Aging and overweight baby boomers are creating a new health insurance challenge: How to successfully manage disability claims when claims based on joint and musculoskeletal disorders are beginning to rival cancer as a top disabilities driver?
This information comes from Unum, a leading provider of disability insurance. Unum reviewed claims data generated during the past decade, and spotted the trend toward weight and age-related claims.
Cancer continues to be the leading claims generator, the company said. But here’s what’s happening due to boomer’s continued presence in the workforce:
- Over the decade, Unum found a 33 percent increase in long-term disability claims and 14 percent increase in short-term disability claims for musculoskeletal issues.
- It also noted a 22 percent increase in long-term disability claims and 26 increase increase in short-term disability claims for joint disorders.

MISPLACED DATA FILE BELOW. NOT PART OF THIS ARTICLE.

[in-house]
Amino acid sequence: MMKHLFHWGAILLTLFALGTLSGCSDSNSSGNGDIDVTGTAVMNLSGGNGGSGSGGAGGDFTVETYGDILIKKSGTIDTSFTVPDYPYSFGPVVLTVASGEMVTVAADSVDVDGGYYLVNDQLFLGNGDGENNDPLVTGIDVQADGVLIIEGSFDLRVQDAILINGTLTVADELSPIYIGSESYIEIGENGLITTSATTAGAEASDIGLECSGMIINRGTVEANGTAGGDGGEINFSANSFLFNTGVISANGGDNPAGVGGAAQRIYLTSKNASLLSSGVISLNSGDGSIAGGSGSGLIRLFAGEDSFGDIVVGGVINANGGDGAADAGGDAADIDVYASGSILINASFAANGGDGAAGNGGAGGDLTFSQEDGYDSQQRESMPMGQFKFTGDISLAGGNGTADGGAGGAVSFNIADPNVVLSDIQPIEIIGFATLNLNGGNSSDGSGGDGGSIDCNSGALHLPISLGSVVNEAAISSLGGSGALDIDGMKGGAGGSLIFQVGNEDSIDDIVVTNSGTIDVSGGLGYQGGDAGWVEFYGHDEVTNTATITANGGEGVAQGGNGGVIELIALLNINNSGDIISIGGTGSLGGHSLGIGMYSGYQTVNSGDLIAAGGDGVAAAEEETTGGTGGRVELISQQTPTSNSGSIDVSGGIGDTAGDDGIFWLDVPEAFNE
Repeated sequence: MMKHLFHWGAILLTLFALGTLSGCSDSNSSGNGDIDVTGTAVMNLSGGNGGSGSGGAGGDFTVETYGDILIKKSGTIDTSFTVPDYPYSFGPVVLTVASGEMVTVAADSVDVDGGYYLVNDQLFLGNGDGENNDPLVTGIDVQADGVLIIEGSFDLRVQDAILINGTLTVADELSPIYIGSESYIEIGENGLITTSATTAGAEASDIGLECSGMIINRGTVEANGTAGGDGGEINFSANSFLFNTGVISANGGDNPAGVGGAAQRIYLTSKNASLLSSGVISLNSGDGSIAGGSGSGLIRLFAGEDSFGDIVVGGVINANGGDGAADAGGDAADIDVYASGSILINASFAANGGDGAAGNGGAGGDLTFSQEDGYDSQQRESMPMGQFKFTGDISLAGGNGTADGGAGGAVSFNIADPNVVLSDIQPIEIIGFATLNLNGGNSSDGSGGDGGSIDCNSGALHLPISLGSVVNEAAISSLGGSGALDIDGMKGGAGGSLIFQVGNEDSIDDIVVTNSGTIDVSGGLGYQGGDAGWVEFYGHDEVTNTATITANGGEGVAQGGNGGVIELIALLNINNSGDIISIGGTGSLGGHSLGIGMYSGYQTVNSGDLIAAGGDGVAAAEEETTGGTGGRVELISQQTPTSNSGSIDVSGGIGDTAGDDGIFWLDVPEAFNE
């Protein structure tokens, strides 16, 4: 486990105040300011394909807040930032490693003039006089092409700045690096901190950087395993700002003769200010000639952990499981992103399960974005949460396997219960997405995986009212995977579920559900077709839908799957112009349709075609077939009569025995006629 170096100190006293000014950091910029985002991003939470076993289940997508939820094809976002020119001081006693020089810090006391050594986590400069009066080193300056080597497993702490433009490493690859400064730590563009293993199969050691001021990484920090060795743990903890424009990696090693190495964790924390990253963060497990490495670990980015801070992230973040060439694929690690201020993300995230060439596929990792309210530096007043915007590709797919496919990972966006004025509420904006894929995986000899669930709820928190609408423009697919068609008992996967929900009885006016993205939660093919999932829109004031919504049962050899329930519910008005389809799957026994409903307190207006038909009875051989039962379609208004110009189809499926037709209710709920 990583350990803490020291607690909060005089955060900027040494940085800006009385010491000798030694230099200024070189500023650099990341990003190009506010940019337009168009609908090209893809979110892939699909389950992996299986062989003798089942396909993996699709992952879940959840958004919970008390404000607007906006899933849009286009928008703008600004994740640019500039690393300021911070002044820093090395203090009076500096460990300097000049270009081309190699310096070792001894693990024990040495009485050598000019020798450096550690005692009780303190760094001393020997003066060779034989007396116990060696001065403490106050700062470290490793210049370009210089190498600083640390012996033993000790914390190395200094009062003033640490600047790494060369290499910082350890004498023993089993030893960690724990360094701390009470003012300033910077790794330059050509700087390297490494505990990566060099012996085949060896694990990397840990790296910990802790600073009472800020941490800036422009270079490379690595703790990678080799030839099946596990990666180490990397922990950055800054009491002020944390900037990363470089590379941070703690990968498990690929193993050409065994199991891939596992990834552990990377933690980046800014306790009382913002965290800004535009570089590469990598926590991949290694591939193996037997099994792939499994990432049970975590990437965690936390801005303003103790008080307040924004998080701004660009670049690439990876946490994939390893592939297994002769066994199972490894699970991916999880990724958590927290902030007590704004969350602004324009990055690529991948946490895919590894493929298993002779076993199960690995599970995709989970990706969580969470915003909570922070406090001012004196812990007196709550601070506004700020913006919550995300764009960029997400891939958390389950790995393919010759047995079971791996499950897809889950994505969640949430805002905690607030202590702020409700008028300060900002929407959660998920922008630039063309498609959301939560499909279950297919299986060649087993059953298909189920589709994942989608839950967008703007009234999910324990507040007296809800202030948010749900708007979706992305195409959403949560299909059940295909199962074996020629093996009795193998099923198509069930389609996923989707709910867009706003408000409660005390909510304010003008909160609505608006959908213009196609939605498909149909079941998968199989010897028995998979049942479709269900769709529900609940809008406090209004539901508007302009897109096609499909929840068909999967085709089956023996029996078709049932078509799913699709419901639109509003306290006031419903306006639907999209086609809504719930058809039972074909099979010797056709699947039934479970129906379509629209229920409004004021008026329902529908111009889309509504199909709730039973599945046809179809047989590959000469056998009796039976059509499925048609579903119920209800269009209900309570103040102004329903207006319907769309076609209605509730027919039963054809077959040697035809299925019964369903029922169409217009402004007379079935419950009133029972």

“Two particular trends are driving this experience,” said Greg Breter, senior vice president of benefits at Unum. “Aging baby boomers are staying in the workforce longer, and more than a third of U.S. adults are classified as overweight or obese. Research is showing that obesity is contributing to a dramatic increase in knee replacement surgery and exacerbates other conditions like arthritis, back injuries and joint pain. In addition, we also see obesity contributing to other issues, like heart disease, stroke, type 2 diabetes, sleep apnea and respiratory problems, and certain types of cancer.”
Unum said these trends are likely to continue as an increasing number of workers are expected to decide to keep working past the traditional retirement age of 65.
Based on its research, Unum released the following lists of top five causes of claims for 2015:
- Cancer: 16.5 percent
- Back disorders: 14 percent
- Injury: 10.4 percent
- Cardiovascular: 9.6 percent
- Joint disorders: 9.2 percent
- Pregnancy: 27.4 percent
- Injury (non back): 11.3 percent
- Joint disorders: 7.2 percent
- Back disorders: 6.7 percent
- Digestive system: 6.6 percent